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Long-term dopamine agonist treatment fails to restore altered central sensory processing in restless legs syndrome: Evidence from current perception threshold measurements.

Sleep Medicine 2023 November 11
OBJECTIVES: Although some studies have examined the impact of short-term dopamine agonist treatment on altered central sensory processing in patients with restless legs syndrome (RLS), there is a scarcity of research investigating the effect of long-term treatment with these drugs. The aim of this study is to investigate the long-term impact of dopamine agonist treatment on altered central sensory processing in RLS patients using current perception threshold (CPT) testing.

METHODS: We conducted a study of 24 RLS patients, measuring their CPT values before and after dopamine agonist treatment for at least 2 months. Patients were classified as responders or non-responders based on their decrease in International Restless Legs Syndrome (IRLS) score. Clinical parameters were collected and compared pre- and post-treatment.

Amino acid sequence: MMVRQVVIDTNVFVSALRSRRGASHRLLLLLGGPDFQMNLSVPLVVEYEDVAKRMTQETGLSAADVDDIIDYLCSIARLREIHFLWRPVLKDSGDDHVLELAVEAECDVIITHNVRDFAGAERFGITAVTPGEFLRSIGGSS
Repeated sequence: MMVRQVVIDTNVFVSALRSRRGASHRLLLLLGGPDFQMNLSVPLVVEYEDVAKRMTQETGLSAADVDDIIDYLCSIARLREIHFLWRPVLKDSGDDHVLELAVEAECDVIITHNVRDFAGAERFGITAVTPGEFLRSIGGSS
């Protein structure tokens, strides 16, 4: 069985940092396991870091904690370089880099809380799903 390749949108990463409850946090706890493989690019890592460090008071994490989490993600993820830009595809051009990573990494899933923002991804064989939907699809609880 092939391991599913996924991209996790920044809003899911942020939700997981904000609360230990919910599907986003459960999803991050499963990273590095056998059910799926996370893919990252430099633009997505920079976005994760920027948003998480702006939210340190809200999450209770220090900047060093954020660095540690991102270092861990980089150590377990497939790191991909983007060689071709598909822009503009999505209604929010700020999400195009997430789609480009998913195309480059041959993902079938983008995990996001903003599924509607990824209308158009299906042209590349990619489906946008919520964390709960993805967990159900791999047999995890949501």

RESULTS: The mean duration of treatment with dopamine agonist was 13.6 ± 11.0 months. Our results showed that dopamine agonist treatment significantly improved clinical parameters, including the IRLS score, Visual Analogue Scale, and RLS Quality of Life questionnaire. However, CPT values did not show significant changes for all stimulus frequencies after treatment. Furthermore, we did not find any difference in CPT values before and after treatment in both responders and non-responders.

CONCLUSIONS: Our study demonstrated that long-term treatment with dopamine agonists effectively reduces RLS symptoms, but does not reverse the altered central sensory processing observed on CPT testing in RLS patients. These results support the notion that the pathophysiology of RLS is multifactorial and not solely driven by dopaminergic dysfunction.

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